In this post, I will show you a workaround to install additional PHP extensions which are not available on your Linux/BSD shared host. Before you proceed, you should ask whether your shared hosting company has an official way to install or whether they can include the extension you need on their system, as this method is really only a workaround: it probably works, but there is no guarantee of stability, especially your shared hosting company upgrades PHP version.
I’ll assume you have the basic knowledge of how to use a UNIX shell.
- SSH Access
- All dependencies of your additional extensions are met
File a ticket, send an email, or whatever way to contact your shared hosting customer service to ask for SSH access. Also make sure you can add your own
php.ini for your sites, and log in your SSH account to check whether they have all the required libraries installed.
Here, I would recommend interserver.net as your shared hosting service, which gives you SSH access when requested. In addition, It also provides the gcc executable which allows you to build the extension on the shared host, which can save you a lot of time for the next section.
Build the Extension
Download the Source
Download the source from the extension website. If the extension is included in PHP source, download the version of PHP source code from PHP website which is corresponding to the version on your shared host.
Does Your Shared Host Provide Compiler and Meet Other Requirements to Build the extension?
Log into your SSH account. Type
which gcc to see whether the command exists. If yes, very likely you can build the extension right on the shared host, but note that there may be some missing header files or libraries. If you cannot build your extension on the shared host, see the next section for what to do.
Figure out What OS Your Shared Hosting Company Uses
You only need this part if you are not able to build the extension on the shared host, which means you have to build the extension on a different machine. Figuring out what platform your shared host is on, log in your SSH account and inspecting files there, such as
/etc/redhat-release to determine which Linux distribution or BSD variants you are using. You can try to get some information by executing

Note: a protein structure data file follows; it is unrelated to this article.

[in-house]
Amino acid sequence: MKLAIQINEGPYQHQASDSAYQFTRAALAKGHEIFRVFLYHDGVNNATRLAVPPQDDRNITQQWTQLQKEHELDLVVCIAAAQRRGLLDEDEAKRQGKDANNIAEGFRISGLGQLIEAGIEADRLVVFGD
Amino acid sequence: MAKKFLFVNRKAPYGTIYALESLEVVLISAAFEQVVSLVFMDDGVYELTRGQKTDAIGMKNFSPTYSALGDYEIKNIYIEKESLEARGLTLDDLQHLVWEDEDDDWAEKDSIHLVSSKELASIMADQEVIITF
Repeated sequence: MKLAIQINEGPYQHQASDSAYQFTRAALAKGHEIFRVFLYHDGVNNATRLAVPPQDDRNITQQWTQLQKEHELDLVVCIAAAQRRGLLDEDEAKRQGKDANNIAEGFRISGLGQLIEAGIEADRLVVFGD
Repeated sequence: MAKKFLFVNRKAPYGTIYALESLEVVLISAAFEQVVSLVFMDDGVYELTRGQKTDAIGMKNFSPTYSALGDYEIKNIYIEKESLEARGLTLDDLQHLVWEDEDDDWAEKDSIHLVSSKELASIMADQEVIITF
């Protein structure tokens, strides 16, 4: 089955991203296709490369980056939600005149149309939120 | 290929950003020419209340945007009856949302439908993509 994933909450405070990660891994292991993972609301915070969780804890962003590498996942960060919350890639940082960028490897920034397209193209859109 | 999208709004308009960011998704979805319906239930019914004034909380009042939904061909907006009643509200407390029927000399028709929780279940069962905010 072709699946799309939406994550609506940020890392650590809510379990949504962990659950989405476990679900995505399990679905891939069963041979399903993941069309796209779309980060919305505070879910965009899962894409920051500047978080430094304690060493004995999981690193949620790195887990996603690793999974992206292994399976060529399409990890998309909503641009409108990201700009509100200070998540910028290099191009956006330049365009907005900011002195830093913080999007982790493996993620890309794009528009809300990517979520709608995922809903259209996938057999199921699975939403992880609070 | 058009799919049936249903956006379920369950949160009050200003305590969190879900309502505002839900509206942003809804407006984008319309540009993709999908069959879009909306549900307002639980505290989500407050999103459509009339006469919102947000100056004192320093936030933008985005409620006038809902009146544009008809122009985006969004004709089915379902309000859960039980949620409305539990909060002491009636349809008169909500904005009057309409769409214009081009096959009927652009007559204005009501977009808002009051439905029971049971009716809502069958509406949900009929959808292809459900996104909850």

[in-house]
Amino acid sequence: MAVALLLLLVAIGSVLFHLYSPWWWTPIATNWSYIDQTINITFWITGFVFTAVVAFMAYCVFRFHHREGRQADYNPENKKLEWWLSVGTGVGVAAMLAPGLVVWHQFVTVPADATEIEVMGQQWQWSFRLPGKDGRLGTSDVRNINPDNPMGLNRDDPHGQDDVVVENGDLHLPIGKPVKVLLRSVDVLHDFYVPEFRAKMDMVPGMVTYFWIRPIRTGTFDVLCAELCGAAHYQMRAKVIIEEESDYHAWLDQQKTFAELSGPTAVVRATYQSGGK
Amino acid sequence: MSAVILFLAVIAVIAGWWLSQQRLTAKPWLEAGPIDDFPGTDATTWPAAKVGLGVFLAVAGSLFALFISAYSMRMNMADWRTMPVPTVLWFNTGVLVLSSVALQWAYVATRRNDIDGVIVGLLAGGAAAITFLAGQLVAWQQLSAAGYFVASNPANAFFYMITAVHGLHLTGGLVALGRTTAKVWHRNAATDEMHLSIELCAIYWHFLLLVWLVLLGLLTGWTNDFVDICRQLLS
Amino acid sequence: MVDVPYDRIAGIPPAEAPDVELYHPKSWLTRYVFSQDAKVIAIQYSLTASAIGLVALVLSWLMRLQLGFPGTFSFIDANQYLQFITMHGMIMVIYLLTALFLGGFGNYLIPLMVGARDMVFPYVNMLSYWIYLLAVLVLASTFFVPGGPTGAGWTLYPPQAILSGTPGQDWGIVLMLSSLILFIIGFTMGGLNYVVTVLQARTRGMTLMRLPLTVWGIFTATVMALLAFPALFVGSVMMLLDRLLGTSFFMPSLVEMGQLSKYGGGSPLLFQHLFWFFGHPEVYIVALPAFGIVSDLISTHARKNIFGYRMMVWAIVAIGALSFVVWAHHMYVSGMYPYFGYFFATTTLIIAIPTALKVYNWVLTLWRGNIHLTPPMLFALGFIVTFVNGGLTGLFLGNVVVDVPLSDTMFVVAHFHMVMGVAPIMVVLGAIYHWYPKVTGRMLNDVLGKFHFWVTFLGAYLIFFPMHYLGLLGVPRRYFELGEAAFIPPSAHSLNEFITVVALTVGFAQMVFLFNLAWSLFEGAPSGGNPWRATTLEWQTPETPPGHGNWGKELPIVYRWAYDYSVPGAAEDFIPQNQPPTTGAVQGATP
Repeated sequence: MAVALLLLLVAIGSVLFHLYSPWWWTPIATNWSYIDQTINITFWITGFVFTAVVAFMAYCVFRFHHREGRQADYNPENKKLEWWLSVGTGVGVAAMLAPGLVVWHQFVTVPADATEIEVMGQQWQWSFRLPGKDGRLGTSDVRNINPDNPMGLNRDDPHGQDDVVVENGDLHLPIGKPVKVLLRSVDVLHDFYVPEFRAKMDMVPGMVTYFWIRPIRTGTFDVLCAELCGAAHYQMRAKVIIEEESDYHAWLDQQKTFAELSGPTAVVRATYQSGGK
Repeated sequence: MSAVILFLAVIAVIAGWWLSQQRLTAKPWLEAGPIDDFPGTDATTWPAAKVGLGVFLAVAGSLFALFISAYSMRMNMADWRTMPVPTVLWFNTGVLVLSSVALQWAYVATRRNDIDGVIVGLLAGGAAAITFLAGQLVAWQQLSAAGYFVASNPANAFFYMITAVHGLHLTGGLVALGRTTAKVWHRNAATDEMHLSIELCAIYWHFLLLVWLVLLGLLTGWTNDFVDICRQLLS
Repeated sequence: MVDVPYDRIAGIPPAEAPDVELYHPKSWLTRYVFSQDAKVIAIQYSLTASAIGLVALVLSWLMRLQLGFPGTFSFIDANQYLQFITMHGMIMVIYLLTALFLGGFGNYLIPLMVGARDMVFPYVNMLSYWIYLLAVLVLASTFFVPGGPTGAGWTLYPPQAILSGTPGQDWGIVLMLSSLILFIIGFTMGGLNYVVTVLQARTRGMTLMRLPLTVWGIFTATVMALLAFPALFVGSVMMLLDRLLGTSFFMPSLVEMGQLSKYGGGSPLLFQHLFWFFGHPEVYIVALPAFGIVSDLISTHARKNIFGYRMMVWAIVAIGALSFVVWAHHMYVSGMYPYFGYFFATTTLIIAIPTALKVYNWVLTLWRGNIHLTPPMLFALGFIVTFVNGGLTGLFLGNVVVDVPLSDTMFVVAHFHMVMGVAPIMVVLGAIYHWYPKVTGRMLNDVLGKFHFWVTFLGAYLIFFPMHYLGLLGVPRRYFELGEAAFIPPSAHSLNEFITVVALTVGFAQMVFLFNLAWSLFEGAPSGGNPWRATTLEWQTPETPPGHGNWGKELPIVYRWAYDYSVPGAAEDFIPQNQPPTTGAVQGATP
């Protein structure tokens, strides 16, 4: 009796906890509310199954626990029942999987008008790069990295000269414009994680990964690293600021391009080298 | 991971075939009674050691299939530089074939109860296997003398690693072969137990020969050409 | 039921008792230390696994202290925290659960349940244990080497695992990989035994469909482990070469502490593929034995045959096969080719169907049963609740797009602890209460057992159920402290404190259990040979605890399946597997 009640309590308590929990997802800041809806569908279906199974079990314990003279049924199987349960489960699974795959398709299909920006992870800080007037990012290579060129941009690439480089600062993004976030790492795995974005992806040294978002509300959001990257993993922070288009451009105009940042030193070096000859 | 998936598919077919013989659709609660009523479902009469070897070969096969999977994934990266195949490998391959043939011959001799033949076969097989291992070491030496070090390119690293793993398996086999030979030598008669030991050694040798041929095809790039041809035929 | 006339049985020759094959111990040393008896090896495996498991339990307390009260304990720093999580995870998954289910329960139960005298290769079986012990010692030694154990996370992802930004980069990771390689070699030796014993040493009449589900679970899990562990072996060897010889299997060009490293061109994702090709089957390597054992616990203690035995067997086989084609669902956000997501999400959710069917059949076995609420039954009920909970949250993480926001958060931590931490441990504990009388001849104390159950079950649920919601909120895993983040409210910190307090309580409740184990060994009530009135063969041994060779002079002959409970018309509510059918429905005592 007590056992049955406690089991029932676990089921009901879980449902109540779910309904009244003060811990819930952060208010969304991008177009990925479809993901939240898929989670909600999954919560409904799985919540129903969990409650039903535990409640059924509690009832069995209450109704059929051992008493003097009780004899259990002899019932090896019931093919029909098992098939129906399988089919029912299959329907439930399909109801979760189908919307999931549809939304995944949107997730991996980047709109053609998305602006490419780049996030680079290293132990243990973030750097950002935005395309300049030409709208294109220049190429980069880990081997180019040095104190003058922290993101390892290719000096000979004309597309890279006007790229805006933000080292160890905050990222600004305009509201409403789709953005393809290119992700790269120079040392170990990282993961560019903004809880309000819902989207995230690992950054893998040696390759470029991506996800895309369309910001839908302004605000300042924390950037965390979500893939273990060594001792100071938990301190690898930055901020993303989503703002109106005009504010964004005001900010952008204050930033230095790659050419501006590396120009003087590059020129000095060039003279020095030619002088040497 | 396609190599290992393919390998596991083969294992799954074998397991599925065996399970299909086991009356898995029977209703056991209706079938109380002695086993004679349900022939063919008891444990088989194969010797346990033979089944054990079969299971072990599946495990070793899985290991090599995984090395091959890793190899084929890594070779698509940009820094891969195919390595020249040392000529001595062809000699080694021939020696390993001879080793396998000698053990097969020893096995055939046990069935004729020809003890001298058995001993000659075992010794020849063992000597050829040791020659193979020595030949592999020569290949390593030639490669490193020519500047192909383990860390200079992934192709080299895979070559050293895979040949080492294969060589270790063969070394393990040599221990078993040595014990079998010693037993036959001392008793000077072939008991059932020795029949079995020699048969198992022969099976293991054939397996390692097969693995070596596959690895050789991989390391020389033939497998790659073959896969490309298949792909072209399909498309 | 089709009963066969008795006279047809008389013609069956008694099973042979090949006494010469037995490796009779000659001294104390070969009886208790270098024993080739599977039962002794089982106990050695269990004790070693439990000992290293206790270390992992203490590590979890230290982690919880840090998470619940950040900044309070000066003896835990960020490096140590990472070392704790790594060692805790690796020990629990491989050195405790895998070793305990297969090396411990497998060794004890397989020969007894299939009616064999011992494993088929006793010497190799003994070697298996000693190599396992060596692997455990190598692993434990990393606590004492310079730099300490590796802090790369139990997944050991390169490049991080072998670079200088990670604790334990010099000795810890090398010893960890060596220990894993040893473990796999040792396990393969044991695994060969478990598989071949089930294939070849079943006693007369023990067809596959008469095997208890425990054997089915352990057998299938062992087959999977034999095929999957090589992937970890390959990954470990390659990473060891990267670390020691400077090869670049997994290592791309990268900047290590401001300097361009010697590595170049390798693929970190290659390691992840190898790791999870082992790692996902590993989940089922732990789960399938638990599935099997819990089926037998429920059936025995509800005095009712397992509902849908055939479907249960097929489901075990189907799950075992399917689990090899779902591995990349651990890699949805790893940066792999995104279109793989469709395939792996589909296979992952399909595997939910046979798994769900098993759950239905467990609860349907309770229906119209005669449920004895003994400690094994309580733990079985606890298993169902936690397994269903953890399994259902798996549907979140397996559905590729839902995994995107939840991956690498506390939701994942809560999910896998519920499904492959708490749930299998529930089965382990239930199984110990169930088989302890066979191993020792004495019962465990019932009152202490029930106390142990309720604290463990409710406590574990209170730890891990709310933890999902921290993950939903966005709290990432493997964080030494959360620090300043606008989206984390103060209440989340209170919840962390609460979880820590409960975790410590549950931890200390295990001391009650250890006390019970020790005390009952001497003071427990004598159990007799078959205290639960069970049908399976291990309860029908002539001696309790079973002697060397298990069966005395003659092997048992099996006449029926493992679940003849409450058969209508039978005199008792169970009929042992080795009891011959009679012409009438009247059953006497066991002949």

uname -a. However, there is no definite way to tell which platform you are on, you need to be familiar with different distributions or BSD variants if the shared hosting company has blocked some easy ways to tell which OS it is on. The most common ones may be CentOS, Debian, Ubuntu and FreeBSD.
Build the Extension on the Same Platform with Your Shared Host
For those people who cannot build extensions on the shared host directly, after figuring out what platform your website is on, you need to have an exactly same BSD variant or Linux distribution and version to build the extension. If you happen to be on the same platform, congrats you can go straight ahead and build it. If you are using a different Linux distribution or BSD variants, just install it on a virtual machine, such as VirtualBox.
Follow the extension build instructions and build the extension on the target platform. If your extension is only available with the PHP source code, configure PHP with a command similar to the command below when building PHP (check
./configure --help for the switch to enable the extension you need):
./configure --diable-all --enable-what-I-need=shared
For example for fileinfo extension, you should build php with
./configure --diable-all --enable-fileinfo=shared. Note that in this case you need to make sure the extension is enabled to be built as a shared library, not built into the PHP executable.
Install the Extension
Create a phpinfo page, and find the directive
extension_dir, the value of which is where the extensions are installed on the shared host. Make a new directory under your home directory, say
~/php_extensions, and copy all the extensions in
extension_dir to your newly created directory. Then, also copy the extension you built to this directory.
Alright, we are almost there. Add an
extension_dir directive to your own
php.ini file to make PHP able to find your extension. If you don’t know the path of your extension directory, you can run the following command to find out the path to the extension directory (I assume you put all your extensions in
cd ~/php_extensions pwd
Finally, don’t forget to add a new line
extension = your_extension.so to your
php.ini to enable the new extension. Take a test and hopefully it should work.
It doesn’t work!
If it turns out that your site still does not use the new extension, first make sure you have enabled this extension in your
php.ini. If you are sure you have enabled the extension, run
ldd /path/to/your/extension.so on the host to see whether some dependencies are missing. If there is, either you didn’t build the extension on the same OS with the same version with the shared host, or the shared host does not have a required library installed. If it’s the latter case, do the same thing above for all the missing libraries, and install them in your home directory on the shared host.
You are now able to install additional extensions on your shared host. However, this workaround is not for serious business, as a single PHP update on the host can break your site! If you are on serious business, consider finding another host which has all the extensions you need installed, or buying a VPS.
If you used this way to install additional extensions, you may also want to ask your shared hosting company to notify you the date they are going to update PHP, so you can get ready for a possible break.